1. John: I enjoyed this blog post. In your example of the deer, I do not agree that mmore specific information or clearer details would have avoided the accident. That is what I would consider an emergency. Think about the 9-11 crashes or the recent massacre at the theater in Colorado. Do you think the patrons would have been brave enough to whisper each to each other “you tackle while I grab the guy’s head…”? Probably not.

    Your other examples, however, were pretty good and I can see why more specific information would be needed. I agree with you 100% when you note that specific details helps eliminate interprsonal conflicts. I’ve been advocating that position for most of my life and as such, have been called “blunt.” Well done.

  2. Hi, John! I agree that being specific is a lost art. I think vocabulary helps, too. Using the right word for the right purpose is really important.

    I was told once that I use $10 words when a $2 word will do. But I said, “will do what? you mean ‘suffice.'”

    Thanks for reminding us of the ambiguities that prevent effective communication.

  3. I agree that specific communication can be helpful, but your example could prove to be taken in a condescending way in the work place. “by that I mean…” could come off like you are under estimating the intelligents of the other person.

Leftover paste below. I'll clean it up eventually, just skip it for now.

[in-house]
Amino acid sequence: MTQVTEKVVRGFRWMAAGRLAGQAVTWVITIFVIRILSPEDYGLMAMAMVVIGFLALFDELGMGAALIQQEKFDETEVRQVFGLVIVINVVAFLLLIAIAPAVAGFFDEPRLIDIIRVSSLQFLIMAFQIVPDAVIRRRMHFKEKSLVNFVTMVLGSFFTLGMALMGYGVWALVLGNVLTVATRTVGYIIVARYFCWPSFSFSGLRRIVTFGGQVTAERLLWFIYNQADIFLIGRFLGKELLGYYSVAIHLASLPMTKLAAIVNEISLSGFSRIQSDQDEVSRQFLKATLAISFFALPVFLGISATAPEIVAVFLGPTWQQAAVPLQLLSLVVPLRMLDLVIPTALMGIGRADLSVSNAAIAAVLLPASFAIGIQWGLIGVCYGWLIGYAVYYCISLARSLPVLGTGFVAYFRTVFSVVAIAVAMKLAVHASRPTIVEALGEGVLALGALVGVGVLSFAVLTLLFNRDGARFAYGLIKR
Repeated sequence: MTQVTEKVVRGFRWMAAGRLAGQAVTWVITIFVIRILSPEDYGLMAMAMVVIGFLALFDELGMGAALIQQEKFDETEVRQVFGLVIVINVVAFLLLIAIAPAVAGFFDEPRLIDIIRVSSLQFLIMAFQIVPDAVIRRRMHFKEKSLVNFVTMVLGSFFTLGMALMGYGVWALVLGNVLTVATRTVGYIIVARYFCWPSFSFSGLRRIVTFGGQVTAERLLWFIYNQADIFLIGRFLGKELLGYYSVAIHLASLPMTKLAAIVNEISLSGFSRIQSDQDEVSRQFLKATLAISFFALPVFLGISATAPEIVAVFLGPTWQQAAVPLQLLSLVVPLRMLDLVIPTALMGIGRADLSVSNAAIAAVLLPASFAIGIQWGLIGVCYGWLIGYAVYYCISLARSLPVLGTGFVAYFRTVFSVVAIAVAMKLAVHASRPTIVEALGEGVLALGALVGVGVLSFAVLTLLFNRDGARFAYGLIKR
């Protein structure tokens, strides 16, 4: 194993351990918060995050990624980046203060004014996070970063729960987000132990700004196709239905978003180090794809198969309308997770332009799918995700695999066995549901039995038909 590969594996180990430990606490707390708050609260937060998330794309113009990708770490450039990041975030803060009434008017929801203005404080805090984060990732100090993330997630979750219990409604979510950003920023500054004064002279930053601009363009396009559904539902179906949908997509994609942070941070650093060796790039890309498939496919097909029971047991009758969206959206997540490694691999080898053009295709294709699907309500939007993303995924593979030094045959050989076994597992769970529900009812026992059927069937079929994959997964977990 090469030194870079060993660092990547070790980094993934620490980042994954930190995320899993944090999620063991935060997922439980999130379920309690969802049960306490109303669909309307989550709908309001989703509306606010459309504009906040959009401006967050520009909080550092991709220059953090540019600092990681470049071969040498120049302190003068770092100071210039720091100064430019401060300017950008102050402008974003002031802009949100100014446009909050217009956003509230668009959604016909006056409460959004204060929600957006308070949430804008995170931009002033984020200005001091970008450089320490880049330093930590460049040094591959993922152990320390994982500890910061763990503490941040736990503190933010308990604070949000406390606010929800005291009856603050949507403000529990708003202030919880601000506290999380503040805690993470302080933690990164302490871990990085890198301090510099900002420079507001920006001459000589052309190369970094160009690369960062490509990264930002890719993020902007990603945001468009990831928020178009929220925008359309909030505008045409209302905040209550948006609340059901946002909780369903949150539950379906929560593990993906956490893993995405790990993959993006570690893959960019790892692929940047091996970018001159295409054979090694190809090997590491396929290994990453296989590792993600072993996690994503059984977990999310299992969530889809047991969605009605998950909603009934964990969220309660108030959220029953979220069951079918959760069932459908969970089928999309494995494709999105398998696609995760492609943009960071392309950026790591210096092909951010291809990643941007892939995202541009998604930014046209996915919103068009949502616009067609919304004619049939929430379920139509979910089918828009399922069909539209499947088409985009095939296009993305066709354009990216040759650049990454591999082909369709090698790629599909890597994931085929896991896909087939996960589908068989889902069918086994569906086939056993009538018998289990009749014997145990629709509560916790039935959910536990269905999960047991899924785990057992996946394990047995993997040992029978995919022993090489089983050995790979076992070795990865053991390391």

• I agree Beth. Tone is critical when adding specific context and the amount of specificity will depend on the person’s competence. Also, other phrases could be used. For example, “here are some things I am looking for…”

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  5. While being overly specific can be problematic saying “I need that report by three tomorrow” is a lot more specific and helpful than “I need that report soon”. For leaders specifics are great for expressing your expectations.

  6. Clarity is very important. However, you should know your audience too. Some individuals will intuitively understand while others require more of the story. Considering personality types is beneficial as well.

    • Great catch Laurie. The amount of specificity will depend on the person’s competence at the task. In addition, as you stated, the communication style should be adjusted to each individual.

  7. Having participated in the deer-in-the-headlights accident, I’d like to note: 1. I was not driving, but I did see the deer to our right, while John was clearly looking to the left; 2. More specific communication in this case would have provided John with key information, allowing him to act on the situation, rather than being acted upon; and 3. No matter where we are driving (or more broadly, leading) – be kind, clear and present!

  8. The tug-of-war between brevity and clarity can be very challenging. I find my communications more brief when sending e-mails, but this it a medium that has more room for miscommunication.

  9. The clue is precious and functional to most of the uses, though I add my own tip: since is not so simple to be specific if you are not used to, before starting the discussion and assigning goals, try to set a date by which every thing should be ready and use it as a guideline for telling others when you need things: helps you in setting priorities and them having a specific point to focus on.

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  11. Pingback: Writing Prompt: Write Detailed, Thoughtful Blog Comments